Family Assisted | Guarantor

A guarantor mortgage could be suitable if you’re looking to buy a property with:

  • A low income: lenders will decide how much mortgage to offer based on your in-come – having a guarantor may enable you to get a bigger loan.
  • A small deposit, or no deposit: you could borrow up to 100% of a property’s value with a guarantor mortgage.
  • A bad credit score: having a guarantor might make a lender more inclined to offer you a mortgage.
  • Little or no credit history: for example, if you’ve never had a credit card.

An independent mortgage broker can give you more in-depth advice on whether a guarantor mortgage is suitable for you.

What types of guarantor mortgage are available?

Over the last couple of years increasing numbers of guarantor mortgages have been launched, often with different but similar names. Below, we explain some of your options and how they differ.

Traditional guarantor mortgages

With a traditional guarantor mortgage, both you and a family member are responsible for the mortgage and the monthly repayments. This means that if you aren’t able to make the monthly repayments, your guarantor will need to cover them.

A mortgage lender will take into account both your and your guarantor’s incomes, to check that your guarantor could cover your repayments if you defaulted. This means that you might be able to borrow more.

If missed repayments meant that the lender had to repossess and sell your property, both you and your guarantor would be responsible for any shortfall if the property was sold for less than the amount still owed on the mortgage.

For example, if you owed the lender £150,000 but they were only able to recover £125,000 by repossessing and selling your property, you and your guarantor would be liable for the remaining £25,000.

If your circumstances change during the mortgage – for example, if your salary increases, or the value of your property goes up so that you can afford the repayments by yourself – your guarantor could be released from their responsibility.

Family deposit mortgages

With a family deposit mortgage, your family can offer their savings or property (or both) as security for your mortgage.

Savings as security

Some lenders, including Barclays and Marsden Building Society, offer mortgages where a family member deposits cash (typically 10-20% of the property price) in a special savings account.

The money is held as security for your mortgage for a set number of years, or until the amount you owe falls below a certain percentage, for example 75% of the property’s value.

Your family member can still earn interest on the money linked to your mortgage, although the rate might not be as good as they’d get with other savings accounts.

If you miss any mortgage repayments, the lender could hold on to your family member’s savings for a longer period. If the lender had to repossess and sell your property and received less than what you still owed on your mortgage, they could recoup the difference from your family member’s savings.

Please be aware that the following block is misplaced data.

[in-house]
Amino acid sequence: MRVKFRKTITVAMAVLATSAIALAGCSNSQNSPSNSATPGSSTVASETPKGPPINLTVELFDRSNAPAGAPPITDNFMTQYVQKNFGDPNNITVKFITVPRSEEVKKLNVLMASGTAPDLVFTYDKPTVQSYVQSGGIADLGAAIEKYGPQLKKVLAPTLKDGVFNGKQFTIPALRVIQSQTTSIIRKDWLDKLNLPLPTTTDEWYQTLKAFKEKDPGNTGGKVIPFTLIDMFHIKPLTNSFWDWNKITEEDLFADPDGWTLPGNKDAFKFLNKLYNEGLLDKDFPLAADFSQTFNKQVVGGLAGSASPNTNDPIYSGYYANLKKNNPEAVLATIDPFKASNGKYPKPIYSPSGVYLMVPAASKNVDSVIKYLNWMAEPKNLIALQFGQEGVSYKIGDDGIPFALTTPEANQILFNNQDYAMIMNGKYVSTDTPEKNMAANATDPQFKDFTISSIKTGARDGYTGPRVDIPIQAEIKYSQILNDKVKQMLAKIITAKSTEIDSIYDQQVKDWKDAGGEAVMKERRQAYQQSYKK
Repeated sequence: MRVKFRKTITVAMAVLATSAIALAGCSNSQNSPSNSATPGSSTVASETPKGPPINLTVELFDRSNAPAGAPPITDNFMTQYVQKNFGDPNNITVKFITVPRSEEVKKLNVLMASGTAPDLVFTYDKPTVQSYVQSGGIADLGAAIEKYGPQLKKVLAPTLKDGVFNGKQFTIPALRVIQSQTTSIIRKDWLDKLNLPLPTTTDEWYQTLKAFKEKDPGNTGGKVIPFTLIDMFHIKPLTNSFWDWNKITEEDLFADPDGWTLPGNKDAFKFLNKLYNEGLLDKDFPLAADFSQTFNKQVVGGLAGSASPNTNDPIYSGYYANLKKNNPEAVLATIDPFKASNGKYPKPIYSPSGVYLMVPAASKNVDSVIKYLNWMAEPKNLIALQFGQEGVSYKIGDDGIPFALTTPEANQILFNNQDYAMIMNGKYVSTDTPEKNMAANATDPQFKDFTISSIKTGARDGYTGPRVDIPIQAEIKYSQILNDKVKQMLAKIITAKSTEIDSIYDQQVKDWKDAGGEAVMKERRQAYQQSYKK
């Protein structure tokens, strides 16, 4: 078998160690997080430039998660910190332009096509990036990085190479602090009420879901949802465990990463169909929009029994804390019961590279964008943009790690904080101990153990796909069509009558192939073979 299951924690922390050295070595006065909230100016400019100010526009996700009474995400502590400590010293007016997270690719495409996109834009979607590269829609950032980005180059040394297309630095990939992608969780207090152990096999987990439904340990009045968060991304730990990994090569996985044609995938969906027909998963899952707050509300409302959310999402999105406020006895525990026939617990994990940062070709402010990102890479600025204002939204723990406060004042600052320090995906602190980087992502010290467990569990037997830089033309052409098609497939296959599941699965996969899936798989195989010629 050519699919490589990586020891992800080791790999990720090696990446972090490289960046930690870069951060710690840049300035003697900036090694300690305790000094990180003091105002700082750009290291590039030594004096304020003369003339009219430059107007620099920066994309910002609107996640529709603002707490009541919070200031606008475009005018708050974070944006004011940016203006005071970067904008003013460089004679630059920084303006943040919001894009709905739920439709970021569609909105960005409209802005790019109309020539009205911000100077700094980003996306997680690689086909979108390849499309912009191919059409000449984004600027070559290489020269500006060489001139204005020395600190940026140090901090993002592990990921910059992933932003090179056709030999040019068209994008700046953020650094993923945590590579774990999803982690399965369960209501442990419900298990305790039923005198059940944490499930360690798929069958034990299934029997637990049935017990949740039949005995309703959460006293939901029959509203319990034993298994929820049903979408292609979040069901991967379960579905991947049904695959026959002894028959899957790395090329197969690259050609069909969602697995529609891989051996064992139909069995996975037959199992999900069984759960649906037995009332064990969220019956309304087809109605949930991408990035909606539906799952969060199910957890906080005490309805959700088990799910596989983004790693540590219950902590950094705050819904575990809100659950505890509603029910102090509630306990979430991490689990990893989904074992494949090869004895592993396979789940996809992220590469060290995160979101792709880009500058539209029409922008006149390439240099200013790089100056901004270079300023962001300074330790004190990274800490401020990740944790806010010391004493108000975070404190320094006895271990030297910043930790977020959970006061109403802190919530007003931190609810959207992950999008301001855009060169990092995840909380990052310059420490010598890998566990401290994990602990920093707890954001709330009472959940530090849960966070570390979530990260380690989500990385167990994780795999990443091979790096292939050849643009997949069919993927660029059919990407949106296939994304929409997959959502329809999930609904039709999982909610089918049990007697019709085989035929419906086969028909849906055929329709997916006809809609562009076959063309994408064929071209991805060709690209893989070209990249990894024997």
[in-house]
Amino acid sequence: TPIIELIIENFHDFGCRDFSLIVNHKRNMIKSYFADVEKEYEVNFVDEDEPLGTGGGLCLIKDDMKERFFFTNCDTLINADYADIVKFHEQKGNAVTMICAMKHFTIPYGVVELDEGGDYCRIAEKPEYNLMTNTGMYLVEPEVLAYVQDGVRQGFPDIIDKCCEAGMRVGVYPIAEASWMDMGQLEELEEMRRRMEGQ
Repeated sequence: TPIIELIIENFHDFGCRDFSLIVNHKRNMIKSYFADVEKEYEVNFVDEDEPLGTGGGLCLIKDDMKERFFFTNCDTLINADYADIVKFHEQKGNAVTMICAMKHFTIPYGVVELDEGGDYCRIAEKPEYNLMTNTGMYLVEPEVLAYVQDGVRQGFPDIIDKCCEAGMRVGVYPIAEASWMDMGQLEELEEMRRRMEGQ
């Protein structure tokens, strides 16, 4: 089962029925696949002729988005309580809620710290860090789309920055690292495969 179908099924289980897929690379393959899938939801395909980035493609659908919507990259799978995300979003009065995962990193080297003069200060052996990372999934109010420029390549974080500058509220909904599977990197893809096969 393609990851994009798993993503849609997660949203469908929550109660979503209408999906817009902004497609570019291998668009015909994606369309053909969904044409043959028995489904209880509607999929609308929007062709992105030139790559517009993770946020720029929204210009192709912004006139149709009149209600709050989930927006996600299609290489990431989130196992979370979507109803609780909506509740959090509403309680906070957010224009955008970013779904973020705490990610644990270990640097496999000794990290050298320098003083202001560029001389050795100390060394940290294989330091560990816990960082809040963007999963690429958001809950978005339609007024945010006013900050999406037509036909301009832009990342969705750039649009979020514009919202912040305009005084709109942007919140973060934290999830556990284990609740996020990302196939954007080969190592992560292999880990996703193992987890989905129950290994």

Property as security

Alternatively, your family member can provide a charge over their own home – typically between 20% and 25% of the value of the property you’re buying – as security for your mortgage.

Your family member will usually need to own a certain share of their property outright. This varies between lenders but can be between 25% and 60%.

In the worst case scenario, if the lender had to repossess and sell your property for less than the amount remaining on the mortgage, your family member could lose their home.

Family offset mortgages

With a family offset mortgage, such, your family member puts their savings into an account linked to your mortgage. They won’t earn interest on their money, but the amount equal to their savings is deducted from how much of the loan you pay interest on.

For example, if you took out a mortgage of £100,000 and your family member deposited £20,000 into the account, you would only pay interest on £80,000 of the loan, reducing your monthly repayments.

But there are downsides to this type of mortgage for your family member. While they’ll eventually get their money back in full, they might not be able to access it for a pre-agreed number of years, or until your outstanding loan reaches a set amount – for example 75% of your property’s value – which could take some time.

If you miss any mortgage repayments, the lender could hold on to your family member’s savings for a longer period. If the lender had to repossess and sell your property and received less than what you still owed on your mortgage, they could recoup the difference from your family member’s savings.

Joint Borrowing Sole Proprietor

How does a JBSP mortgage work?

A JBSP mortgage is designed to help people on ‘lower’ incomes to get support from some-one (usually a family member) who will add their name to the mortgage in order for their income to be used in the assessment. The aim is to essentially use more income to increase the maximum loan available.

As the person assisting in only on the mortgage and not the deeds, they do not pay the 3% stamp duty surcharge for second properties and have no rights over any equity in the property at any time.

Some options allow for up to 4 incomes to be used and go up to age 80 at the end of the term so this can provide further flexibility in terms of the people who are helping.

However, as with anything, careful planning is key to making it a success so please contact us for specialist JBSP Mortgage Advice.

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